And Chris Bowers, himself an elite blogger who writes at MyDD, noted at the time: "The blogosphere may have started as a new form of individual punditry, but at its elite levels, the progressive blogosphere has now moved beyond that. Take a quick look at the structure of the new progressive blogosphere elite, and consider how difficult it is for a new blog to break into this group." He also posited that "it is very possible that the blogosphere will either collapse due to a lack of funding, or develop into a new form of establishment elite." I think there's evidence to suggest that certain top tier bloggers have already become firmly entrenched in the political establishment —unless dining at John Edwards' Georgetown digs or strategizing weekly with Democratic leadership aides doesn't count.

Sifry is also upset about my depiction of Townhouse, the invite-only email list administered by blogger/activist/consultant Matt Stoller whose members (Micah, are you one of them?) are select blogger/activists/consultants.

"You have one on-the-record source attacking Kos and other 'elite' bloggers for running a 'Skull and Bones' like email list," he writes. "That hardly is proof of anything in my mind."

Given that the first rule of Townhouse is that there is no Townhouse, it was quite a challenge to get even one person to talk about the list on record (though I spoke to several people about the list who did not want to be quoted, even anonymously). It's my understanding that any list member who speaks about it publicly, or even acknowledges that it exists, risks immediate expulsion from the list. Incidentally, that's precisely what happened to Maryscott O'Connor of My Left Wing, who was unceremoniously dumped from Townhouse after my article came out. O'Connor had this to say about Townhouse: "It's fucking Skull and Bones, man. The very secretive, behind-closed-doors nature of it is anathema to everything that blogging is supposed to be about: accountability. We are supposed to be showing the way, not skulking around behind closed doors, coming up with strategies. Those are the people who we're trying to fight. I know about 'the real world' and all that shit. But we're the idealists, aren't we?"

(Fun fact: According to an email I obtained, sent out to Townhouse members by Stoller in March, the list is now a commercial enterprise. Subscriptions run $60 per year for individual subscribers and up to $1000 for organizations, the proceeds of which will go to pay Stoller's rent and health care costs, according to his message.)

One of the questions O'Connor raised when we spoke, an interesting one I thought, is what will become of the once independent bloggers, the idealists, now that they've worked their way into the inner sanctum of the Democratic machine. Will they change it for the better from the inside, or simply become a new generation of win-at-any-cost political operatives. It's a question worth asking, but I don't think anyone has any answer just yet.

It's worth noting that I didn't disrupt the sanctity of Stoller's semi-secret blogger thinktank for the heck of it. I did so because I thought it was worth raising an episode that occurred last summer, when Kos appealed to list members to "starve" a particular story of "oxygen," one that was damaging to his friend and business associate Jerome Armstrong. As TNR's Jason Zengerle noted at the time, the episode seemed "just another case of politics as usual." It also seemed a bit hypocritical, given that the spirit of blogging, at least as I understand it, is about transparency and accountability, not about squelching unfavorable stories.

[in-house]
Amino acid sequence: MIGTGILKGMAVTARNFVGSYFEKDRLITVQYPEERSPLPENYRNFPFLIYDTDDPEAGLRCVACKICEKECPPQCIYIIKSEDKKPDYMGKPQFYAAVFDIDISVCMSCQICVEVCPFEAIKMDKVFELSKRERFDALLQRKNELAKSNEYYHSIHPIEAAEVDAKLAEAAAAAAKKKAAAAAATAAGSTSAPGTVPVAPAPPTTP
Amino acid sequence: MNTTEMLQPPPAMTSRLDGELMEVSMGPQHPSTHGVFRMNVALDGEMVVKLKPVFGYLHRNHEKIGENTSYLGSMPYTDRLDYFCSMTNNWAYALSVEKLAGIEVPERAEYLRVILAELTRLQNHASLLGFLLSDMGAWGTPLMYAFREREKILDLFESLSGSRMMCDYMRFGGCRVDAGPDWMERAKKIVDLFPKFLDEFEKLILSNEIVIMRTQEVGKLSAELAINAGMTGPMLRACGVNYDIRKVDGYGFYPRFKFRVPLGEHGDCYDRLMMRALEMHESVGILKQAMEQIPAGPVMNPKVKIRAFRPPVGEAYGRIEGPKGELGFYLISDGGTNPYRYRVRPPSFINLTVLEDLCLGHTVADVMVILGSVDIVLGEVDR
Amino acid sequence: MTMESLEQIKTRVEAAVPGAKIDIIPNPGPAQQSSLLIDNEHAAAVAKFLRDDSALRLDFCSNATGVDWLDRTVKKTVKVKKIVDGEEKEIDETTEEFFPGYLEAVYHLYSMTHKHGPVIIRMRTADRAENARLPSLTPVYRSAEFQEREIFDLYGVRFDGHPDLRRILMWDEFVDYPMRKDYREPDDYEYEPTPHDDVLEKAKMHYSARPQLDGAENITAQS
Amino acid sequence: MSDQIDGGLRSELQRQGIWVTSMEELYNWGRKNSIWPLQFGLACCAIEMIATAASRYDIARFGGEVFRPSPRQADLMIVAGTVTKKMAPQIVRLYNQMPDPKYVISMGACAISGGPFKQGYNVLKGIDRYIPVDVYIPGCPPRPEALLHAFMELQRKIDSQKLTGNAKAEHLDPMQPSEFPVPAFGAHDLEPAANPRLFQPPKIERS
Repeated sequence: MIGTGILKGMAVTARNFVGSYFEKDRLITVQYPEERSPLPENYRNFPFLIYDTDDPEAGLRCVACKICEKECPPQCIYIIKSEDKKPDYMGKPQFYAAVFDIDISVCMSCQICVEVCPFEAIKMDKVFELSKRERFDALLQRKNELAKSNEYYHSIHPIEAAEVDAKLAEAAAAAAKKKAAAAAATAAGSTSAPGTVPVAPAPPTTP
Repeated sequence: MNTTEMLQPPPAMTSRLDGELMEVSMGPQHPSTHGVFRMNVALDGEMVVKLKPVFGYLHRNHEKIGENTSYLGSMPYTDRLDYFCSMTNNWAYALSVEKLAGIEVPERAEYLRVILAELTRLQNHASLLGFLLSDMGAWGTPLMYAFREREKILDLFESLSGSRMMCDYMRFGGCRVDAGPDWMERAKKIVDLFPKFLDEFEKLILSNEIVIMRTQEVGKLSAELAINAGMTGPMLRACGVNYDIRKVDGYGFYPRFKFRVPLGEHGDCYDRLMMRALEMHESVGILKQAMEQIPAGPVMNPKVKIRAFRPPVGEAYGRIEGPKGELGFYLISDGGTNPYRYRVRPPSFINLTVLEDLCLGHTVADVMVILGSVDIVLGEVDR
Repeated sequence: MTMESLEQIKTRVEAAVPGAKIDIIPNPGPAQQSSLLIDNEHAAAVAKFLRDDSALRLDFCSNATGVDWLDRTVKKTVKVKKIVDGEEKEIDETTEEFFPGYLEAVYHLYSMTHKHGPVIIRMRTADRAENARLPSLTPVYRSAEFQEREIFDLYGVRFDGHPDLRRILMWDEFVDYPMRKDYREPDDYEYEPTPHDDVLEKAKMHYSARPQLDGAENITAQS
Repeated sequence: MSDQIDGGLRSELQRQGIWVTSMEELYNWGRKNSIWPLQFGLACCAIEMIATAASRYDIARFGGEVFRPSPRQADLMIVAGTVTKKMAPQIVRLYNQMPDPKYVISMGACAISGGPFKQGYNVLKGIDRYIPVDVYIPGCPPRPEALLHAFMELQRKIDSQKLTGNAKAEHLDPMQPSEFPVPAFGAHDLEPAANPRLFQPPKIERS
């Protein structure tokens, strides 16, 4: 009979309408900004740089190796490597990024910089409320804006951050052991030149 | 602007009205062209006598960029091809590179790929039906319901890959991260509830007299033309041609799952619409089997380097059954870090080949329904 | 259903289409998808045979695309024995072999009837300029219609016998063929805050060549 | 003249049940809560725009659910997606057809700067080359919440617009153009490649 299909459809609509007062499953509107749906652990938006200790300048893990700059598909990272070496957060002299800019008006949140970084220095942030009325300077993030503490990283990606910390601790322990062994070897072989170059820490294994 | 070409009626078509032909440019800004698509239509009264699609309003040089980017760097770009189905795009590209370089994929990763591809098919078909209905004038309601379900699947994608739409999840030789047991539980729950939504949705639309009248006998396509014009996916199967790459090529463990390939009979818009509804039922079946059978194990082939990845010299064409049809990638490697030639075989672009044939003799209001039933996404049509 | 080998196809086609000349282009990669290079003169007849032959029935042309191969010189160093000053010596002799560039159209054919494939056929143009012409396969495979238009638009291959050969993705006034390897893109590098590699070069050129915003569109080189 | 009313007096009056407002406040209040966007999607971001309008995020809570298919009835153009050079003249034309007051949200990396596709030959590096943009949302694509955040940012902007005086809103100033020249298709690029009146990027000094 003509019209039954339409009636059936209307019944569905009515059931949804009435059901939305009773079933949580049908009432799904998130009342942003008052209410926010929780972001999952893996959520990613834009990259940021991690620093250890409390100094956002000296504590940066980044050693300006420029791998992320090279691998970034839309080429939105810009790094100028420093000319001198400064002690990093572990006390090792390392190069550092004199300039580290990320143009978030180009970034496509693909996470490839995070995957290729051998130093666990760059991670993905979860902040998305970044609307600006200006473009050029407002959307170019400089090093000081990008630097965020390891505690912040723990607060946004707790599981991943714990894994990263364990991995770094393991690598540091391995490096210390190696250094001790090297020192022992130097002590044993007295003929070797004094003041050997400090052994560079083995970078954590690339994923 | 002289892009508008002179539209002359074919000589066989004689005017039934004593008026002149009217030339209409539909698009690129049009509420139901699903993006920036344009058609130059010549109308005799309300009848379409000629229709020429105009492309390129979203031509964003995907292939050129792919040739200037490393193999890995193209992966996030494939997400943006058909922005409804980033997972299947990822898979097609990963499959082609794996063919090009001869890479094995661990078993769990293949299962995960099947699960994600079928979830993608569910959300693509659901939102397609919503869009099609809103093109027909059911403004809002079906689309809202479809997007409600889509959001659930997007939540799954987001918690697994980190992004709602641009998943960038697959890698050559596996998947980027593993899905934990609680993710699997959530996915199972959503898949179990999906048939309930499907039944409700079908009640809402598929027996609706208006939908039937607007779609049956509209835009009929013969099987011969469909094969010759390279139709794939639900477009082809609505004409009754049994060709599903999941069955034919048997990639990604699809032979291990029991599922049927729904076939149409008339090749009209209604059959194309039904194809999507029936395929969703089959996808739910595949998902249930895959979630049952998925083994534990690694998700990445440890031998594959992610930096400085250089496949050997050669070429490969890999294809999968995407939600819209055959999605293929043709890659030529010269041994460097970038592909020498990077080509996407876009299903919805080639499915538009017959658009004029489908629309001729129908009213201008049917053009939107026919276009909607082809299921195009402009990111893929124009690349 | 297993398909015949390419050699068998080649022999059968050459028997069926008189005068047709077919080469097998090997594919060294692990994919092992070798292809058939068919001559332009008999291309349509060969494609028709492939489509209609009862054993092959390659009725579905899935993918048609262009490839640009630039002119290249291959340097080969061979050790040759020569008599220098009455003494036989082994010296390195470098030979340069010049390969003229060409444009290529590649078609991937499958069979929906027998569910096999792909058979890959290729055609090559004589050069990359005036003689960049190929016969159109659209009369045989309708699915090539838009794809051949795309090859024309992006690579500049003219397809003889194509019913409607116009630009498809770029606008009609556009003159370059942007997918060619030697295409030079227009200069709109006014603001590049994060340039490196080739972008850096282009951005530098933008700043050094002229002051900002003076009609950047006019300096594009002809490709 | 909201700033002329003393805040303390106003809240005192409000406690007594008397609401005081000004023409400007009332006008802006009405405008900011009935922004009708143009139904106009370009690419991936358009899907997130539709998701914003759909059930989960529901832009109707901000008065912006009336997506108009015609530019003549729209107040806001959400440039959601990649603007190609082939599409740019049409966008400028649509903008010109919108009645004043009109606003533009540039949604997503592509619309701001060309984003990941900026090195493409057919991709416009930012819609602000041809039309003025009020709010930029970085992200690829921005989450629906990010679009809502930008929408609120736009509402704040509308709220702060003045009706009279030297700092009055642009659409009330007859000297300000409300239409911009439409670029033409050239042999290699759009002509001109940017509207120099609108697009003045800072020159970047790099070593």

Sifry calls my piece an "indictment of all progressive bloggers" and "humbly" suggests that my "attitude towards online journalism and blogging could use an update." While I fully acknowledge that I have a lot more to learn about the brave new world of online journalism, politics, and activism, I would suggest, just as humbly, that the egalitarian blogtopia Sifry knows and loves is changing—and not always for the better.

The U.S. Supreme Court reignited the debate over how to appropriately handle diversity in U.S. public schools when it overturned policies intended to diversify student enrollments in Jefferson County, Kentucky and in Seattle.

Political leaders called yesterday's ruling "appalling," "a terrible blow to school districts," and "judicial activism." Others said that the ruling gave racist school policies a "smackdown." Some are going so far as to say the ruling marks a return to segregation, while others claim that existing, binary (white and black) notions of race still cloud the debate.

It's worth noting that at least one of the original plaintiffs in the case was a white mother who was disappointed that her child didn't get accepted into her first school of choice. Many plaintiffs in the case (not necessarily white) were also pissed that schools were using race as a determining factor for "tiebreakers."

How educators define and treat race from here on out remains to be seen — since the ruling stopped short of prohibiting all consideration of race in K-12 education.

For an inside look at those involved in the Seattle case check out this MoJo interview with David Engle, former principal of Ballard High, who resigned rather than eliminate the racial tiebreaker at his school.